The Coming $50 Billion a Year Cost of Coastal Floods
Policy + Politics

The Coming $50 Billion a Year Cost of Coastal Floods

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The major coastal cities most at risk for future flood losses can expect to spend around $50 billion a year to manage coastal floods, experts warn.

A new study, published in Nature Climate Change, estimates present and future flood losses in 136 of the world’s largest coastal cities, taking into account existing coastal protections.


The report builds on past work by the the Organization for Economic Co-operation and Development, which ranked global port cities on the basis of current and future exposure, where exposure is the maximum number of people or assets that could be affected by a flood.

The cities ranked most “at risk” today, as measured by annual average losses due to floods, span developed and developing countries: Guangzhou, Miami, New York, New Orleans, Mumbai, Nagoya, Tampa-St. Petersburg, Boston, Shenzen, Osaka-Kobe, and Vancouver. The countries at greatest risk from coastal city flooding include the United States and China.

Due to their high wealth and low protection level, three American cities (Miami, New York City, and New Orleans) are responsible for 31 percent of the losses across the 136 cities. Adding Guangzhou, the four top cities explain 43 percent of global losses as of 2005. (Read the original study.)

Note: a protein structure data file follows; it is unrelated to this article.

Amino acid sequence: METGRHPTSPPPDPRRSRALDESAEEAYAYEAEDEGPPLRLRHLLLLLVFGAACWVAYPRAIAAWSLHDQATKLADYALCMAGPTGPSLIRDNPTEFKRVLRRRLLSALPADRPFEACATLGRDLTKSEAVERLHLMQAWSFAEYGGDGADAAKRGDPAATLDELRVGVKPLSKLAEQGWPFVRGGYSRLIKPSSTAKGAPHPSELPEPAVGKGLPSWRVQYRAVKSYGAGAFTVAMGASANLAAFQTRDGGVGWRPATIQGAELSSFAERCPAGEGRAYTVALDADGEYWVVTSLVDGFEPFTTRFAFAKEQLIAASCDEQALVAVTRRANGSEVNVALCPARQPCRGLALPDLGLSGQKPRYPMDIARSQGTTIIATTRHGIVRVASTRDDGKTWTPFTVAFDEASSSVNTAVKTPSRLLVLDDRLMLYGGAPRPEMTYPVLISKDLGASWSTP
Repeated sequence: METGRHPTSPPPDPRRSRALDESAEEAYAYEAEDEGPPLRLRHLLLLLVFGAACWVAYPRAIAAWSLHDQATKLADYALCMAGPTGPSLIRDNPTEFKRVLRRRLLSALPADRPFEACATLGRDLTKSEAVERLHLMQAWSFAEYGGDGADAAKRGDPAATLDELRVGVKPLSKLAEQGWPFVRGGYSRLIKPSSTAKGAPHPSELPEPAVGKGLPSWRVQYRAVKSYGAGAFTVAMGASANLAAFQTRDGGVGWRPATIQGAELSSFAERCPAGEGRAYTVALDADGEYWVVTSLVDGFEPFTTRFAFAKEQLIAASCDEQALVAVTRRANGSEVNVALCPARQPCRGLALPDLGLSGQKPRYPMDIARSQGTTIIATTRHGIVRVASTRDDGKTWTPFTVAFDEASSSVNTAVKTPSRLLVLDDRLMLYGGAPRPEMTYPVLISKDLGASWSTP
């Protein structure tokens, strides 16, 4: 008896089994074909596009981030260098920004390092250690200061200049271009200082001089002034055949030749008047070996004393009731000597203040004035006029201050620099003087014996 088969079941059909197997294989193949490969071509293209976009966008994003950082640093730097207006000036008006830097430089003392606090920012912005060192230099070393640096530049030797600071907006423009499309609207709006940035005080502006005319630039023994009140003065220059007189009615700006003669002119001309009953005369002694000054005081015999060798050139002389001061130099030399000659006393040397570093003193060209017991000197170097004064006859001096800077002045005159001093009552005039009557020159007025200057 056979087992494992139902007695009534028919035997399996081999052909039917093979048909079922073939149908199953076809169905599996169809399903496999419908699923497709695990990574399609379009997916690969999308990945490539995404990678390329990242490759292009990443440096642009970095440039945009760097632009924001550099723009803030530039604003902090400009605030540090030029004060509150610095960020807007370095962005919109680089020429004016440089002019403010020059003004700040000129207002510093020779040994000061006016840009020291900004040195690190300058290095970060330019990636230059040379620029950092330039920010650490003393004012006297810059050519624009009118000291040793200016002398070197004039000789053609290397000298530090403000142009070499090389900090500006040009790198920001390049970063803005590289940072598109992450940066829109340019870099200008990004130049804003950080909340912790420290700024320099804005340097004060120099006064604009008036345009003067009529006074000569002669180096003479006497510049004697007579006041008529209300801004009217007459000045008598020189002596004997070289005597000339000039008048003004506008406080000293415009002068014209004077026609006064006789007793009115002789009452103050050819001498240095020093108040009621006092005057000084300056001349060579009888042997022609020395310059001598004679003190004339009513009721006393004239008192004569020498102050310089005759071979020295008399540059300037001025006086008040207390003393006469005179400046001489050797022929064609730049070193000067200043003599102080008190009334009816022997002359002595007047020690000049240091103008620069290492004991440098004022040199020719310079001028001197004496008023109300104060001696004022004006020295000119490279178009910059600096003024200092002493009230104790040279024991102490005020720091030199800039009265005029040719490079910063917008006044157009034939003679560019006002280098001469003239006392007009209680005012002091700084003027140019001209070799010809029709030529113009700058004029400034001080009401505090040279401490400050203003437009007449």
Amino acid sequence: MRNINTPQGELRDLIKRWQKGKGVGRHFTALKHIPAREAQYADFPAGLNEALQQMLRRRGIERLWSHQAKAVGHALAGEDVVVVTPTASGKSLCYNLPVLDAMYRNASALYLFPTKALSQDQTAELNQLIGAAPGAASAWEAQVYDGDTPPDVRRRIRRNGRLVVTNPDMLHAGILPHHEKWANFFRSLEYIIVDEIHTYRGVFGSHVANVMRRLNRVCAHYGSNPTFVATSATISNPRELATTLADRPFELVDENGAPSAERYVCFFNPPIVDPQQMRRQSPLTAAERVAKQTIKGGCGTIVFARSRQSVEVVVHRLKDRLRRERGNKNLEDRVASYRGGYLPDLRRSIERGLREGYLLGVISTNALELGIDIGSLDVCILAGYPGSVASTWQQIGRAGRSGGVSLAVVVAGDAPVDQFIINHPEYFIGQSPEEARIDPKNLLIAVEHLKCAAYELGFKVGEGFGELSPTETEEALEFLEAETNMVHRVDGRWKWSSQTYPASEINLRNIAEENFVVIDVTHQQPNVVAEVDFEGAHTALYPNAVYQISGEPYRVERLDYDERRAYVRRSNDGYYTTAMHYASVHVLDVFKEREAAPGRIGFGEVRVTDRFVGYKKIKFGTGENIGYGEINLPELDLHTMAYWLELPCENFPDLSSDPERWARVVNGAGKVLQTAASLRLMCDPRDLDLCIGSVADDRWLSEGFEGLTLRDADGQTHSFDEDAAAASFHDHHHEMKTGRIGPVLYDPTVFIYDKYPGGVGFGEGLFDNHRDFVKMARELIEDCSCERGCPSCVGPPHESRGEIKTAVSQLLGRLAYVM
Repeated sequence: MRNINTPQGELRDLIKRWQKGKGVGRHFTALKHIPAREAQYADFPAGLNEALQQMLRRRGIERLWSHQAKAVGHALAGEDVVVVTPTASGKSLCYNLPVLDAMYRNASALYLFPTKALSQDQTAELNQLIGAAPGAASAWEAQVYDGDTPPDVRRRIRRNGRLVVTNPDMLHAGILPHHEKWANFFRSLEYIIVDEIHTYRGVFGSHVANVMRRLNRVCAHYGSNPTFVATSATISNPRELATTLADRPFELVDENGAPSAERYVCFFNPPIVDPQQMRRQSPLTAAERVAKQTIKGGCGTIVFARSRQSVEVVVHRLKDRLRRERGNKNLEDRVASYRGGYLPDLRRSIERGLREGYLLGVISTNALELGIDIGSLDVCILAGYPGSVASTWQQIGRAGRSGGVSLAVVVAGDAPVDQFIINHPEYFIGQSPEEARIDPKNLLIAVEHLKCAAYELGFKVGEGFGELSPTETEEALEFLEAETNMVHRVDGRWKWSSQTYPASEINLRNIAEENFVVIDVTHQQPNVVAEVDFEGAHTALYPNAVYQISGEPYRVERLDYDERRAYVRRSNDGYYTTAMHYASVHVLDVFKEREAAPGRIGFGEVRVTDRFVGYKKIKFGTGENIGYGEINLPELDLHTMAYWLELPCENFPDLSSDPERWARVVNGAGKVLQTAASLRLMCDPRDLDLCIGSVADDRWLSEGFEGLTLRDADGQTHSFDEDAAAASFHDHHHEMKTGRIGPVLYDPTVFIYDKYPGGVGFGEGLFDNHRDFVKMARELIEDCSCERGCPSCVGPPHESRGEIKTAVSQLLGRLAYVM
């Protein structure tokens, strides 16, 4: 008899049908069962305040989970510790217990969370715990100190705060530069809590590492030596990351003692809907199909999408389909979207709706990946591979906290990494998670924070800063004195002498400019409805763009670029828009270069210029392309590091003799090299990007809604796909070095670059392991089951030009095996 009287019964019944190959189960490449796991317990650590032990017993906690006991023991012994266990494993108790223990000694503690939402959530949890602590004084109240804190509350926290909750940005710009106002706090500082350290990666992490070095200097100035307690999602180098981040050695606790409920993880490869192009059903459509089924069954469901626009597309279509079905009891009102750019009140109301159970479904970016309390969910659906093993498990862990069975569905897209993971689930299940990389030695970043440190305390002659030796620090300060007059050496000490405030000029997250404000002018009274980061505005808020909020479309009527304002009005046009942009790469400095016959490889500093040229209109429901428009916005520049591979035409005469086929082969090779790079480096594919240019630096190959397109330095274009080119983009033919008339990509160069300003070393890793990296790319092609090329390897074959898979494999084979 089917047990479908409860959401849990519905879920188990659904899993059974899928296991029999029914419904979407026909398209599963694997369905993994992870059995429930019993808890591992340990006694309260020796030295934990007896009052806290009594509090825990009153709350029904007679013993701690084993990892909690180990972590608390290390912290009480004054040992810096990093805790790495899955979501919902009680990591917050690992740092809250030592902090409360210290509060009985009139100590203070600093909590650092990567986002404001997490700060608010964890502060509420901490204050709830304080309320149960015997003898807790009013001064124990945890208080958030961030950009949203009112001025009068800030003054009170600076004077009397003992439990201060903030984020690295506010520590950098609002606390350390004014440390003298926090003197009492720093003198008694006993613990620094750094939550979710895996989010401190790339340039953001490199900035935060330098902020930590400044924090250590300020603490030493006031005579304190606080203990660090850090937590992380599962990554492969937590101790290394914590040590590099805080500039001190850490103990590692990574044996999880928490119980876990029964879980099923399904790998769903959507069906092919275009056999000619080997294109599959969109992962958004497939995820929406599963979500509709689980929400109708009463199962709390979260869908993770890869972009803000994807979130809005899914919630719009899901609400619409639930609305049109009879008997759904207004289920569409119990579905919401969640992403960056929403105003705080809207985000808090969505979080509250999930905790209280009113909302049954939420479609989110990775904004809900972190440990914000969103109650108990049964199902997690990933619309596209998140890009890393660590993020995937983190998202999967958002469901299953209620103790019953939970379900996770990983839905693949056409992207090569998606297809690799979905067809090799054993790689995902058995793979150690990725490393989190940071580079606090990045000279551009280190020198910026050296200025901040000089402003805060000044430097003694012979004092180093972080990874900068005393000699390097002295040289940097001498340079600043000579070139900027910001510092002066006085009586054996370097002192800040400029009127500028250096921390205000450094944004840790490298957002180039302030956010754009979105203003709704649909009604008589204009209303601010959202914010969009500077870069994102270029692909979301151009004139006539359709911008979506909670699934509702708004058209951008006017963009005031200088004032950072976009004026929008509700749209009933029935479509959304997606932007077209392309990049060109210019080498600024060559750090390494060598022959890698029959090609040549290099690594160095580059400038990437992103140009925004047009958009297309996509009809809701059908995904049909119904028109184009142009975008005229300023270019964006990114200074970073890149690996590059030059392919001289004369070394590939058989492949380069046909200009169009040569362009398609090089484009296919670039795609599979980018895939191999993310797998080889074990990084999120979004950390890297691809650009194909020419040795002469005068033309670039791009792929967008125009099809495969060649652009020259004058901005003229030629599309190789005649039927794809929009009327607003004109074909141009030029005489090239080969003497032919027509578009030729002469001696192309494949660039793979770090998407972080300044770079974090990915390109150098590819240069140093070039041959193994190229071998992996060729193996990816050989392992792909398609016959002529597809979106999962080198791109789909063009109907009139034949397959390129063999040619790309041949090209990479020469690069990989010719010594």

Total dollar cost is one way to assess risk. Another is to look at annual losses as a percentage of a city’s wealth, a proxy for local vulnerability. Using this measure, Guangzhou, China; Guayaquil, Ecuador; Ho Chi Minh City, Vietnam; and Abidjan, Ivory Coast are among the most vulnerable.

To estimate the impact of future climate change the study assumes that mean sea-level, including contributions from melting ice sheets, will rise 0.2-0.4 meters by 2050. In addition, about a quarter of the 136 cities are in deltas and exposed to local subsidence and local sea-level change, especially where groundwater extraction accelerate natural processes.

An important finding of this study is that because flood defenses have been designed for past conditions even a moderate rise in sea-level would lead to soaring losses in the absence of adaptation. Inaction is not an option as it could lead to losses in excess of $US 1 trillion. Therefore, coastal cities will have to improve their flood management, including better defenses, at a cost estimated around US $50 billion per year for the 136 cities.


“This work shows that flood risk is rising in coastal cities globally due to a range of factors, including sea-level rise,” says Robert Nicholls, professor of coastal engineering at the University of Southampton and co-author of the study. “Hence there is a pressing need to start planning how to manage flood risk now.”

Even with better protection, the magnitude of losses will increase, often by more than 50 percent, when a flood does occur.

“There is a limit to what can be achieved with hard protection: populations and assets will remain vulnerable to defense failures or to exceptional events that exceed the protection design,” says lead author Stephane Hallegatte from the World Bank.

To help cities deal with disasters when they do hit, policymakers should consider early warning systems, evacuation planning, more resilient infrastructure, and financial support to rebuild economies. The report also notes that large increases in port city flood risk may occur in locations that are not vulnerable today, catching citizens and governments off-guard.

The five cities with the largest estimated increase in flood risk in 2050 are Alexandria, Egypt; Barranquilla, Colombia; Naples, Italy; Sapporo, Japan; and Santo Domingo, Dominican Republic.

This article originally appeared in Source: University of Southampton.